Second bank linked to 1MDB Malaysia scandal shut down
SINGAPORE’S central bank yesterday shut down a second Swiss bank under investigation for alleged money-laundering activities linked to Malaysian state fund 1MDB as it vowed strong action against violators.
The Monetary Authority of Singapore (MAS) said it had ordered Falcon Bank to cease operations because of “serious failures in antimoney-laundering [AML] controls and improper conduct” by senior management both at the head office in Switzerland and the local branch.
“Falcon Bank has demonstrated a persistent and severe lack of understanding of MAS’ AML requirements and expectations,” it said.
“Taking into account the totality of Falcon Bank’s conduct, MAS’ assessment is that the merchant bank will be unable to comply with these requirements and expectations going forward.”
The central bank said it imposed financial penalties totalling S$4.3 million (US$3.1 million) on Falcon Bank for 14 breaches of a law on preventing money laundering and countering the financing of terrorism.
MAS also said it had received information that Falcon Bank’s Singapore branch manager, Jens Sturzenegger, had been arrested on October 5 by the Commercial Affairs Department (CAD), the government’s white-collar crime investigation agency.
Singapore, a regional financial hub, last year launched a probe into illicit fund flows linked to 1MDB.
Allegations of misappropriations of millions of dollars from 1MDB have triggered a corruption scandal in neighbouring Malaysia that has embroiled Prime Minister Najib Razak. Both Mr Najib and 1MDB have strongly denied any wrongdoing.
Switzerland and the United States are also conducting their own investigations into 1MDB.
MAS announced that it has also fined local bank DBS and Swiss lender UBS for several breaches of antimoney laundering requirements.
It said the “control lapses observed in DBS and UBS relate to specific bank officers who failed to carry out their duties effectively” and that it did not find “pervasive control weaknesses” in these banks.
DBS was ordered to pay S$1 million for 10 violations while UBS was ordered to pay S$1.3 million for 13 breaches. The regulator in May kicked out Swiss bank BSI for similar violations linked to the 1MDB probe, the first time it ordered a bank to shut in 32 years.
At least three former BSI private bankers have been charged in Singapore in relation to the investigations.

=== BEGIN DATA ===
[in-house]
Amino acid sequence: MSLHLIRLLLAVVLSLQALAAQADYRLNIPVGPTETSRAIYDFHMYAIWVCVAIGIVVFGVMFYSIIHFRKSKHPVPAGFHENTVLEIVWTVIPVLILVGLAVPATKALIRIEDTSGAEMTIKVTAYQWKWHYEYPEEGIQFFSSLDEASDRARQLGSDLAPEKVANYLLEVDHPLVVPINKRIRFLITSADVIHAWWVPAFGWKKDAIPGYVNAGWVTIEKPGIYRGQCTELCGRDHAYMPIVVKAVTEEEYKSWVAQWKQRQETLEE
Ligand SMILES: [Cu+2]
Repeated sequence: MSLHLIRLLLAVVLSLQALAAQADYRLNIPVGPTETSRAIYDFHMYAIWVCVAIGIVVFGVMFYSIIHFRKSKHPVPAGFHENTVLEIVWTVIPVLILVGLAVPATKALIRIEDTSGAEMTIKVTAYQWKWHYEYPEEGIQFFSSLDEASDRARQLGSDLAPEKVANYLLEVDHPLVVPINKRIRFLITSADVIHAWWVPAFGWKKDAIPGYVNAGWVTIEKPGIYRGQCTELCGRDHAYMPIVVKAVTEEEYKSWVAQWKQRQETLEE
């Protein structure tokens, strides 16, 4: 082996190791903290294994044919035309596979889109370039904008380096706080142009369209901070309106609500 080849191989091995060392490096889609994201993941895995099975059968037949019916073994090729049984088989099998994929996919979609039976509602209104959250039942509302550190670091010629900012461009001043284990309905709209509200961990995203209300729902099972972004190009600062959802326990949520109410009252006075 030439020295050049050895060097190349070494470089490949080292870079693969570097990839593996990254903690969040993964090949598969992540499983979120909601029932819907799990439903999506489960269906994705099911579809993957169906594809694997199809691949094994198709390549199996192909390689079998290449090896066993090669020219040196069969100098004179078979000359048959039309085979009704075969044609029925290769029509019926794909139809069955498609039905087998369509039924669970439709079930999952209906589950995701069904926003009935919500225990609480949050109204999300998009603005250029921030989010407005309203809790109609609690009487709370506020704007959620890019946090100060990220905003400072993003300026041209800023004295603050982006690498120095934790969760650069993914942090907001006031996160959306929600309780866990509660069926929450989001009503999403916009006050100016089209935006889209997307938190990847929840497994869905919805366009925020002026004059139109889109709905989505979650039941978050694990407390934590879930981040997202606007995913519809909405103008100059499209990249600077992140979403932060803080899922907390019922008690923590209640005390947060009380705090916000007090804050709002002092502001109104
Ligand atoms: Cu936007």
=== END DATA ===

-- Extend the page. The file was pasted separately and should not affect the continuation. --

In July, Singapore authorities said they had seized nearly US$180 million in assets through investigations into the 1MDB scandal.
Half of these assets were linked to Low Taek Jho – known as Jho Low – a jet-setting Malaysian financier who is a close family friend of Mr Najib. He helped set up 1MDB and played a key role in its financial decisions.
Singapore closely guards its reputation for financial integrity and has admitted that money laundering hurts its image.
The MAS also said it is in the final stages of assessment for the Singapore branch of Standard Chartered Bank and has referred Raffles Money Change, a local financial company, for investigation by the CAD.
The MAS said clients are assured that Falcon Bank, which is a branch of Falcon Private Bank Ltd in Switzerland, “has the full support of its head office, which is financially sound”.
Falcon Private Bank is owned by the International Petroleum Investment Company from Abu Dhabi, one of the world’s leading sovereign wealth funds.
Earlier, on October 10, Singapore charged two more former private bankers with forgery and failing to report suspicious transactions in cases linked to 1MDB.
Yak Yew Chee and Yvonne Seah were both hit with seven charges – three for forgery and four for failing to report suspicious transactions, court documents showed. Both worked for BSI.
The 57-year-old Mr Yak had worked as a private banker for Mr Low, his lawyer said.
According to the charge sheets, Mr Yak is accused of forging three reference letters to Swiss banks and funds, and of failing to report suspicious money transfers involving accounts belonging to Mr Low.
In the reference letters, which were dated February 2014, Mr Yak said the Low family was worth $1.63 billion.
Singapore has also charged another ex-BSI banker Yeo Jiawei and another man with various offences. Several other people are being questioned. –
The Centennial Tower where the Falcon Bank office in Singapore is located.